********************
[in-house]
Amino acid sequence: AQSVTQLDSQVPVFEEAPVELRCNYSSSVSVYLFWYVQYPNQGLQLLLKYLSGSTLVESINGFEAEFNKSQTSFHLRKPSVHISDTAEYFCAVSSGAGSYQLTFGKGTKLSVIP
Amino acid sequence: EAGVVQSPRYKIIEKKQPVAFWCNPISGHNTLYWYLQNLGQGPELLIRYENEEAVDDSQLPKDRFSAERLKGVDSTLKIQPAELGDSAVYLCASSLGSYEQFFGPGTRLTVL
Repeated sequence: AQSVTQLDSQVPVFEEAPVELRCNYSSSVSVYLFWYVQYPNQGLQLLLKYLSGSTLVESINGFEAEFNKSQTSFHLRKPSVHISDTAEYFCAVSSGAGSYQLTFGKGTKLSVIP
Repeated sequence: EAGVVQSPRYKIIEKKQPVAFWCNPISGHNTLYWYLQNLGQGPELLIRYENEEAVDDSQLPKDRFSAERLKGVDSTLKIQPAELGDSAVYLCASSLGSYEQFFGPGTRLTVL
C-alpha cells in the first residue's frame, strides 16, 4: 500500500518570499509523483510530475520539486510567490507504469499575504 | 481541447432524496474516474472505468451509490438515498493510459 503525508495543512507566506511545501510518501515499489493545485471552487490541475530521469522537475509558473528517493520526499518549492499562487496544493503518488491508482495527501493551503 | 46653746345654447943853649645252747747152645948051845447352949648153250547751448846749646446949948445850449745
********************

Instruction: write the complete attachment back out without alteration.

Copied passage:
[in-house]
Amino acid sequence: AQSVTQLDSQVPVFEEAPVELRCNYSSSVSVYLFWYVQYPNQGLQLLLKYLSGSTLVESINGFEAEFNKSQTSFHLRKPSVHISDTAEYFCAVSSGAGSYQLTFGKGTKLSVIP
Amino acid sequence: EAGVVQSPRYKIIEKKQPVAFWCNPISGHNTLYWYLQNLGQGPELLIRYENEEAVDDSQLPKDRFSAERLKGVDSTLKIQPAELGDSAVYLCASSLGSYEQFFGPGTRLTVL
Repeated sequence: AQSVTQLDSQVPVFEEAPVELRCNYSSSVSVYLFWYVQYPNQGLQLLLKYLSGSTLVESINGFEAEFNKSQTSFHLRKPSVHISDTAEYFCAVSSGAGSYQLTFGKGTKLSVIP
Repeated sequence: EAGVVQSPRYKIIEKKQPVAFWCNPISGHNTLYWYLQNLGQGPELLIRYENEEAVDDSQLPKDRFSAERLKGVDSTLKIQPAELGDSAVYLCASSLGSYEQFFGPGTRLTVL
C-alpha cells in the first residue's frame, strides 16, 4: 500500500518570499509523483510530475520539486510567490507504469499575504 | 481541447432524496474516474472505468451509490438515498493510459 503525508495543512507566506511545501510518501515499489493545485471552487490541475530521469522537475509558473528517493520526499518549492499562487496544493503518488491508482495527501493551503 | 46653746345654447943853649645252747747152645948051845447352949648153250547751448846749646446949948445850449745